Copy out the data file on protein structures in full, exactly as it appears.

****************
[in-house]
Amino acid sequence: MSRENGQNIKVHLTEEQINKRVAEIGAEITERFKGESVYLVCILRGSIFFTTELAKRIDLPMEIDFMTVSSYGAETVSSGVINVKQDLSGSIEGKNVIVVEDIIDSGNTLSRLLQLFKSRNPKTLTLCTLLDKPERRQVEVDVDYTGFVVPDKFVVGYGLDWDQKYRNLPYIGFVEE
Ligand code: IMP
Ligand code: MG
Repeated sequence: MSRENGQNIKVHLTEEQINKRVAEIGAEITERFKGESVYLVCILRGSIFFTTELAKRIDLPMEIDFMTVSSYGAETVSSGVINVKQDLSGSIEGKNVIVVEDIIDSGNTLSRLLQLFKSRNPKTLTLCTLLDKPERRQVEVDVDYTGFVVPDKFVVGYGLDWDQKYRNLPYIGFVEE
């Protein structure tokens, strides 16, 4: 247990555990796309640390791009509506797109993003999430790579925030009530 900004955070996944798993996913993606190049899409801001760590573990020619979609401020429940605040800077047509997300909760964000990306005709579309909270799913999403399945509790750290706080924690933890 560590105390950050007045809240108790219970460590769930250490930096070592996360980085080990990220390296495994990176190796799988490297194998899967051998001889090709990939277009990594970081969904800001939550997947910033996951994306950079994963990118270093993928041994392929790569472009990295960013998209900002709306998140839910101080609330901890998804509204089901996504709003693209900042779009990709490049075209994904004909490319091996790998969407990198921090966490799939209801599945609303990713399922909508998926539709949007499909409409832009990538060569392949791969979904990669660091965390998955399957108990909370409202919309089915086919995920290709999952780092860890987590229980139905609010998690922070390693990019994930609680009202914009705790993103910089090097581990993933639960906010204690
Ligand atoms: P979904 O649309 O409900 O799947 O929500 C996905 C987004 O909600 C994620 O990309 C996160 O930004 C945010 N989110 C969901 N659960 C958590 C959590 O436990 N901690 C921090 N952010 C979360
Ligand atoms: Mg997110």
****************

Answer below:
[in-house]
Amino acid sequence: MSRENGQNIKVHLTEEQINKRVAEIGAEITERFKGESVYLVCILRGSIFFTTELAKRIDLPMEIDFMTVSSYGAETVSSGVINVKQDLSGSIEGKNVIVVEDIIDSGNTLSRLLQLFKSRNPKTLTLCTLLDKPERRQVEVDVDYTGFVVPDKFVVGYGLDWDQKYRNLPYIGFVEE
Ligand code: IMP
Ligand code: MG
Repeated sequence: MSRENGQNIKVHLTEEQINKRVAEIGAEITERFKGESVYLVCILRGSIFFTTELAKRIDLPMEIDFMTVSSYGAETVSSGVINVKQDLSGSIEGKNVIVVEDIIDSGNTLSRLLQLFKSRNPKTLTLCTLLDKPERRQVEVDVDYTGFVVPDKFVVGYGLDWDQKYRNLPYIGFVEE
């Protein structure tokens, strides 16, 4: 247990555990796309640390791009509506797109993003999430790579925030009530 900004955070996944798993996913993606190049899409801001760590573990020619979609401020429940605040800077047509997300909760964000990306005709579309909270799913999403399945509790750290706080924690933890 560590105390950050007045809240108790219970460590769930250490930096070592996360980085080990990220390296495994990176190796799988490297194998899967051998001889090709990939277009990594970081969904800001939550997947910033996951994306950079994963990118270093993928041994392929790569472009990295960013998209900002709306998140839910101080609330901890998804509204089901996504709003693209900042779009990709490049075209994904004909490319091996790998969407990198921090966490799939209801599945609303990713399922909508998926539709949007499909409409832009990538060569392949791969979904990669660091965390998955399957108990909370409202919309089915086919995920290709999952780092860890987590229980139905609010998690922070390693990019994930609680009202914009705790993103910089090097581990993933639960906010204690
Ligand atoms: P979904 O649309 O409900 O799947 O929500 C996905 C987004 O909600 C994620 O990309 C996160 O930004 C945010 N989110 C969901 N659960 C958590 C959590 O436990 N901690 C921090 N952010 C979360
Ligand atoms: Mg997110």